To say that 2020 was a tumultuous year would be an understatement. We faced disruption and upheaval to every facet of our personal and professional lives, including routines that we have relied on for years if not decades, right down to buying groceries and exercising. Understandably, many of us have been left wondering when things might go back to normal. Not so long ago, 91 year-old Margaret Keenan from the UK became the first person in the world to be given the Covid-19 vaccine, and there are early signs that we may be on the road back to normality.
However, just because we may be able to return to the status quo in 2021, who’s to say that we should? I speak in the context of our professional lives. This year has presented us with an opportunity to take pause and rethink the way we live and work, as well as the chance to establish a new sense of balance moving forwards. 2020 was a challenging year but the optimist in me sees the silver linings. For example, many of us have eliminated long or costly commutes and traded non-essential meetings and international travel for tele-working and Zoom calls, resulting in more time spent with our families, room for hobbies, a lower carbon footprint and a decrease in global emissions to name a few.
How to navigate change
In particular, over the last several months I have spent a lot of time thinking about how we have navigated this change, how to apply key learnings, and how to help my colleagues and their teams adapt to the new normal that’s set to arrive in 2021 and beyond. Here’s what I’ve learned so far:
Empathy comes first – At this time, more than ever, empathy must come first in every conversation. “Seek to understand before seeking to be understood” – Stephen Covey.
Energy stores are generated by Self, Family, Work in that order – Focus on your own health and your family bond in order to supercharge your energy available at work.
Perspective helps people process change – Maximize your exposure to a wide array of opinions, including ones that conflict with what you believe. Challenge your thinking and create new opinions. Share your learnings with your teams.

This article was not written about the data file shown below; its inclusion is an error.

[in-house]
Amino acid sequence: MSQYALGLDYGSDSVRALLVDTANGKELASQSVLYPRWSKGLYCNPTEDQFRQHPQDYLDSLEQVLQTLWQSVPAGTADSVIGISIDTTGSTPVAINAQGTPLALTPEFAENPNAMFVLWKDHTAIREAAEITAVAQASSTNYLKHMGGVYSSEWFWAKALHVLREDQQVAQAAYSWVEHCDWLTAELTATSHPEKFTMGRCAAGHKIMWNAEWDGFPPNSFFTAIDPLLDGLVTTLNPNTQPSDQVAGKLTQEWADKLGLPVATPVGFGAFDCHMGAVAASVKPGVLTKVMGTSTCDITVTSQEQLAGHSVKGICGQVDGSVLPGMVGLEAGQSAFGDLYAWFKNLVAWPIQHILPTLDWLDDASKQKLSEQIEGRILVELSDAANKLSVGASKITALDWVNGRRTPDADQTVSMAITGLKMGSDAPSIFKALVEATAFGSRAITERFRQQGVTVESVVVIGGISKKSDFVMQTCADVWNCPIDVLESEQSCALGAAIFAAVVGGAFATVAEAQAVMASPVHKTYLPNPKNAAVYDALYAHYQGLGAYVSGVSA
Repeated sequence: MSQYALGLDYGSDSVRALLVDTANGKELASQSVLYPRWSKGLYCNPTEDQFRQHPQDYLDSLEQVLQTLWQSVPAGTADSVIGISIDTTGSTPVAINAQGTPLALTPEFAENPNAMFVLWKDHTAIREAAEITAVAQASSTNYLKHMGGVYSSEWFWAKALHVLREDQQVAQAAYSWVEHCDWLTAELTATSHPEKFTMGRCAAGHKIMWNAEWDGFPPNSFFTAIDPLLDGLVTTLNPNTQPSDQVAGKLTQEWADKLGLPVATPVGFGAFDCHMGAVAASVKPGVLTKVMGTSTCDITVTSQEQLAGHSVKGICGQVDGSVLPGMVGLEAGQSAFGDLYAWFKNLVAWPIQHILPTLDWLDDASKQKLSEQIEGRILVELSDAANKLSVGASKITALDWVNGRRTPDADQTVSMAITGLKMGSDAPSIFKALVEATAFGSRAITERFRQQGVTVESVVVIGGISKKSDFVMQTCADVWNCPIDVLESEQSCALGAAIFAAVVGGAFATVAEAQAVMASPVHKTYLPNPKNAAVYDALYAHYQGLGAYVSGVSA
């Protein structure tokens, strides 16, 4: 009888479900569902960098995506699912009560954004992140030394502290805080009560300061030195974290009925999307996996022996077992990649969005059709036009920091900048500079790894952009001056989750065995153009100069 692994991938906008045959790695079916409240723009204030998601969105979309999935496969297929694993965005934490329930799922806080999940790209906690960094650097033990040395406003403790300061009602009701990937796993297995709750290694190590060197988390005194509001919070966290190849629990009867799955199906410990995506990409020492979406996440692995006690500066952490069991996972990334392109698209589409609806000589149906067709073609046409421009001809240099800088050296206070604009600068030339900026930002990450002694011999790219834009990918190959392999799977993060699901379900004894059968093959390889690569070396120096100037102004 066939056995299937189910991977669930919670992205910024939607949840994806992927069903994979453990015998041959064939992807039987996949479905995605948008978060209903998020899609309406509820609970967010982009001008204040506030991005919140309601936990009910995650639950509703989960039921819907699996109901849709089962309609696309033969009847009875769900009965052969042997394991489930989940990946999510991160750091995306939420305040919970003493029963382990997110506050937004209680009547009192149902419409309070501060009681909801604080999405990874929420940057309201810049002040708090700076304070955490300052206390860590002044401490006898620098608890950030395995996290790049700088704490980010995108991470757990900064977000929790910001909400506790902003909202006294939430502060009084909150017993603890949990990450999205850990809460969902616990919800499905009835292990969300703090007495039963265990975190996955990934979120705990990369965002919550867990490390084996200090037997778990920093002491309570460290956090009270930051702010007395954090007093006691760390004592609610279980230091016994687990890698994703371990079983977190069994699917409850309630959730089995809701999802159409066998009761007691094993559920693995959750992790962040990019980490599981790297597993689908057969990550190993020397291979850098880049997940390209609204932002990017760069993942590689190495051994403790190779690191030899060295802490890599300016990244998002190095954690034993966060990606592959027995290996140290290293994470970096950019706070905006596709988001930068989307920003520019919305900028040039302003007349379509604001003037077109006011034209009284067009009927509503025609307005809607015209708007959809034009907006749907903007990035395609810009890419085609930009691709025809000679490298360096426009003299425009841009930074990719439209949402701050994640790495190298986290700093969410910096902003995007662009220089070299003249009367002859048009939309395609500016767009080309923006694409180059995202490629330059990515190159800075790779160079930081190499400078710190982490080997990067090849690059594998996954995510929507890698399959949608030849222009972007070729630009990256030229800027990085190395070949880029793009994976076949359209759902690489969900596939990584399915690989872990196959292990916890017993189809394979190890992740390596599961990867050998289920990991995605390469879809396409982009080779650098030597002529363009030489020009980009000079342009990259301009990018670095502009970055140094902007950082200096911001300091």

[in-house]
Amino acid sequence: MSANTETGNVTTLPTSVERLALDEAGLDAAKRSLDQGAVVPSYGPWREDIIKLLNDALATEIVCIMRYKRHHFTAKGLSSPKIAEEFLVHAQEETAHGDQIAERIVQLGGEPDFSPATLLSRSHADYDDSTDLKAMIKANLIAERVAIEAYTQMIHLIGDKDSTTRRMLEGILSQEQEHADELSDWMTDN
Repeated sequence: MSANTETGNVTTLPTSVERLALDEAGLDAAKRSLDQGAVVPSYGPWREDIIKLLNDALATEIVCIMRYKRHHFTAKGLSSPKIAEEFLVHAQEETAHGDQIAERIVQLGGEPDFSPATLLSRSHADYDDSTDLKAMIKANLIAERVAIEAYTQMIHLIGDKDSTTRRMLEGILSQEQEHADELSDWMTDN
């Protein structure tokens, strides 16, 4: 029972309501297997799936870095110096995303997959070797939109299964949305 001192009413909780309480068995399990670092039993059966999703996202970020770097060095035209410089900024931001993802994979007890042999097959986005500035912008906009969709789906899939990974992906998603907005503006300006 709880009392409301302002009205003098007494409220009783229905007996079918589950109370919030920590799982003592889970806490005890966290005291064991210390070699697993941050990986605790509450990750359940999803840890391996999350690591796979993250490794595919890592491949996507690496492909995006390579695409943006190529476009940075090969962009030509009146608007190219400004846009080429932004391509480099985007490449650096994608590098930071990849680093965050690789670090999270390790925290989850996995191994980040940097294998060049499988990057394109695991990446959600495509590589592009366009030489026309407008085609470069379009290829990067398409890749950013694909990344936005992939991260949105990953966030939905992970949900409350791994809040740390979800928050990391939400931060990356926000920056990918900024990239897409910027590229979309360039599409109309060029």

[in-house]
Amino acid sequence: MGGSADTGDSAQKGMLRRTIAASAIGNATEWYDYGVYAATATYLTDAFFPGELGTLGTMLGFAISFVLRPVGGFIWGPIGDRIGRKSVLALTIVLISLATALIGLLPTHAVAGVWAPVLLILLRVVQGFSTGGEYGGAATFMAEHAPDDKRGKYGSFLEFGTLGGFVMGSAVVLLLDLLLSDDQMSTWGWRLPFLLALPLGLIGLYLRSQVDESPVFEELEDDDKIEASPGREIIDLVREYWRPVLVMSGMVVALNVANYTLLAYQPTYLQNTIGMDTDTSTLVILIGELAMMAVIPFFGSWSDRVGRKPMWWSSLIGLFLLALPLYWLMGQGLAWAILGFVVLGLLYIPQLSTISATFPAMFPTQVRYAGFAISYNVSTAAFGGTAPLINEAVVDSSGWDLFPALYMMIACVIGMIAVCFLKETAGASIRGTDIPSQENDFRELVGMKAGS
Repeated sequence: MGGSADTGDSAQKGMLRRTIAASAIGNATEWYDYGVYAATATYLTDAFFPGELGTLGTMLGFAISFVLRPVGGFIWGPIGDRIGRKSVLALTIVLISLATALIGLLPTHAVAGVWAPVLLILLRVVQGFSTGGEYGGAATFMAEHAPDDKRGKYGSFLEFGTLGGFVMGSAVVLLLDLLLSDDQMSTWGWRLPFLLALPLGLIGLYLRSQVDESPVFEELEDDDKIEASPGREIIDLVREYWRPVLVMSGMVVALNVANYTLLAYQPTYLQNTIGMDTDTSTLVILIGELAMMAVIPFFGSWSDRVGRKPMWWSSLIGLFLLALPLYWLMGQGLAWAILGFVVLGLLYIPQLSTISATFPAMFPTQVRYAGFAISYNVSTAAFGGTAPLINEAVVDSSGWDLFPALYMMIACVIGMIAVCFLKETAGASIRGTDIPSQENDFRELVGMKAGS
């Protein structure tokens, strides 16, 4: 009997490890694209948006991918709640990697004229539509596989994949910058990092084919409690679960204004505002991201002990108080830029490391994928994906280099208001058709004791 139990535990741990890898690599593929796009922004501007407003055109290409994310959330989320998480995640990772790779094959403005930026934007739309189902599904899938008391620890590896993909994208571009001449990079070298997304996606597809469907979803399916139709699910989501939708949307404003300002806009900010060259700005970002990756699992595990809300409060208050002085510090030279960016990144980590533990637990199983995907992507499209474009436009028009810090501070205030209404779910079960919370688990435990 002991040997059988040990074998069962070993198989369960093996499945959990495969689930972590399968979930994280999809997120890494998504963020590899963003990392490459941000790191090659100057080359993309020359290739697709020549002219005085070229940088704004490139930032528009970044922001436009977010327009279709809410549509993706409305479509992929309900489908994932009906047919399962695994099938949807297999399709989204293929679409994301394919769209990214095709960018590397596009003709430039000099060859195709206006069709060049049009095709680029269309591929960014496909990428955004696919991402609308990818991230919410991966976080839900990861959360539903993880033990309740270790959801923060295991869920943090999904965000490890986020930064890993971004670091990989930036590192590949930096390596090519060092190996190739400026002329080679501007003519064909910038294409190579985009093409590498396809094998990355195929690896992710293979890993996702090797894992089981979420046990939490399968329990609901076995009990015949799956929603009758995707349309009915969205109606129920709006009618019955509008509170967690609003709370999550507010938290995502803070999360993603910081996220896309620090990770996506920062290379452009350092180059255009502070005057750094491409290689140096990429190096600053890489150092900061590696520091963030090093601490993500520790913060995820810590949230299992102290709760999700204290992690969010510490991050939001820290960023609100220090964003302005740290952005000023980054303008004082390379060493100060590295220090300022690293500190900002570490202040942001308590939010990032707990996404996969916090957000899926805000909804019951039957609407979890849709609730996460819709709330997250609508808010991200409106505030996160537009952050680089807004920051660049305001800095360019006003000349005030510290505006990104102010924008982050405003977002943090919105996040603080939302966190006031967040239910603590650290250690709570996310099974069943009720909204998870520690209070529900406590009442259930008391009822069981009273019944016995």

Get beyond the walls of your office – Get out of your home office, enjoy nature, listen to a podcast, or even take a call the “old school” way while walking around the neighborhood. Video conferencing is an incredible technology but it is not intended to replace every other form of communication.
Remote meetings – evolve your format - Don’t simply leverage Zoom as a platform for your meetings, evolve the way you conduct meetings to drive engagement, participation and most importantly collaboration – think about breakout rooms, post-it notes and whiteboard functionality to really change the experience.
Integrate podcasts to break-through monotony of webinars. In my opinion thoughtful dialogue delivered via podcast provides a different forum than conference calls or webinars and within my organization, overall knowledge and learnings have dramatically improved.
Ruthlessly prioritize – Focus on what is important, eliminate “busy work” with no tangible outcomes and help your teams prioritize outcomes over activity. Inspect the outcomes, not the tasks.
Communicate to your teams with an emphasis on ‘why’ – Help your teams connect every announcement or corporate change with the relevance to your organization and why it matters. You should also make the connection clear as to how changes and developments will help employees deliver a better service/experience to your customers.
Cut yourself some slack – This is hard and not every idea you try is going to work. Be honest with yourself and your teams about what is working and what is not. Don’t be afraid to show humility. We are going through 10 years of change in less than 12 months and there are bound to be bumps along the road.
There are countless other lessons to be learned from this year, but if you can integrate some of these learnings into your work life you’ll soon see the benefits. Your colleagues will appreciate a conscious effort to lead by example through compassion and a laser-focus on outcomes. Indeed, companies and managers who place physical and mental health of employees first and foremost are set to attract and retain the best talent.
It’s the leaders who champion empathy, an innovative way of doing business and an understanding and recognition of their employees’ unique personal lives who will get the most out of their staff, regardless of whether this is in-person or remote. It will be interesting to see which companies get it right, and whether new companies emerge to take market share from those unable to adapt to this uniquely challenging environment.
- Shawn Rosemarin, VP Worldwide Systems Engineering at Pure Storage.
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